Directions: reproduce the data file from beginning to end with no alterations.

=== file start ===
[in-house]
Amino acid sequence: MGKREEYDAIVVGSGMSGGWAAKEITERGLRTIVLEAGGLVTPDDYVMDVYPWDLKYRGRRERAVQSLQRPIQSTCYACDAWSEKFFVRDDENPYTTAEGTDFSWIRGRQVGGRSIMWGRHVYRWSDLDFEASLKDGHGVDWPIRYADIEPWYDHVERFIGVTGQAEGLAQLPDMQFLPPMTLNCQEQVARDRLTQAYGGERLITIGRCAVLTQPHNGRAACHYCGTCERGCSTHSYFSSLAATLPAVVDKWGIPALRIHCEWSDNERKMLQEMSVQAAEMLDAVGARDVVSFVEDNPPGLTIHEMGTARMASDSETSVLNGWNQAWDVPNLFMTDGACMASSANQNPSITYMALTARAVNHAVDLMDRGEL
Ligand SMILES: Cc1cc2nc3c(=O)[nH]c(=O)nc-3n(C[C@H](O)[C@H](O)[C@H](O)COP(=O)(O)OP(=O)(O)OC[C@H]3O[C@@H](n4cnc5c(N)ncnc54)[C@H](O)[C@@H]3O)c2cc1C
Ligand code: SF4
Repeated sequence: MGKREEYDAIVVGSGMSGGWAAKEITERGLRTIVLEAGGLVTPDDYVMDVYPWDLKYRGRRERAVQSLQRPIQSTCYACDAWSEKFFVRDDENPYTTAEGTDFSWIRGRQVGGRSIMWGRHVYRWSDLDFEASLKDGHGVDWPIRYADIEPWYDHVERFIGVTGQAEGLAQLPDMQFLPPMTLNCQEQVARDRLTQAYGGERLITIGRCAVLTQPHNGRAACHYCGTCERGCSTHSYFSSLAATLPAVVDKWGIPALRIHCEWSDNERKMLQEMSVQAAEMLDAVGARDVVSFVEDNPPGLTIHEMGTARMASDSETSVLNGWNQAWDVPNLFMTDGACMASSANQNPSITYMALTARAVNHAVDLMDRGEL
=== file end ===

[in-house]
Amino acid sequence: MGKREEYDAIVVGSGMSGGWAAKEITERGLRTIVLEAGGLVTPDDYVMDVYPWDLKYRGRRERAVQSLQRPIQSTCYACDAWSEKFFVRDDENPYTTAEGTDFSWIRGRQVGGRSIMWGRHVYRWSDLDFEASLKDGHGVDWPIRYADIEPWYDHVERFIGVTGQAEGLAQLPDMQFLPPMTLNCQEQVARDRLTQAYGGERLITIGRCAVLTQPHNGRAACHYCGTCERGCSTHSYFSSLAATLPAVVDKWGIPALRIHCEWSDNERKMLQEMSVQAAEMLDAVGARDVVSFVEDNPPGLTIHEMGTARMASDSETSVLNGWNQAWDVPNLFMTDGACMASSANQNPSITYMALTARAVNHAVDLMDRGEL
Ligand SMILES: Cc1cc2nc3c(=O)[nH]c(=O)nc-3n(C[C@H](O)[C@H](O)[C@H](O)COP(=O)(O)OP(=O)(O)OC[C@H]3O[C@@H](n4cnc5c(N)ncnc54)[C@H](O)[C@@H]3O)c2cc1C
Ligand code: SF4
Repeated sequence: MGKREEYDAIVVGSGMSGGWAAKEITERGLRTIVLEAGGLVTPDDYVMDVYPWDLKYRGRRERAVQSLQRPIQSTCYACDAWSEKFFVRDDENPYTTAEGTDFSWIRGRQVGGRSIMWGRHVYRWSDLDFEASLKDGHGVDWPIRYADIEPWYDHVERFIGVTGQAEGLAQLPDMQFLPPMTLNCQEQVARDRLTQAYGGERLITIGRCAVLTQPHNGRAACHYCGTCERGCSTHSYFSSLAATLPAVVDKWGIPALRIHCEWSDNERKMLQEMSVQAAEMLDAVGARDVVSFVEDNPPGLTIHEMGTARMASDSETSVLNGWNQAWDVPNLFMTDGACMASSANQNPSITYMALTARAVNHAVDLMDRGEL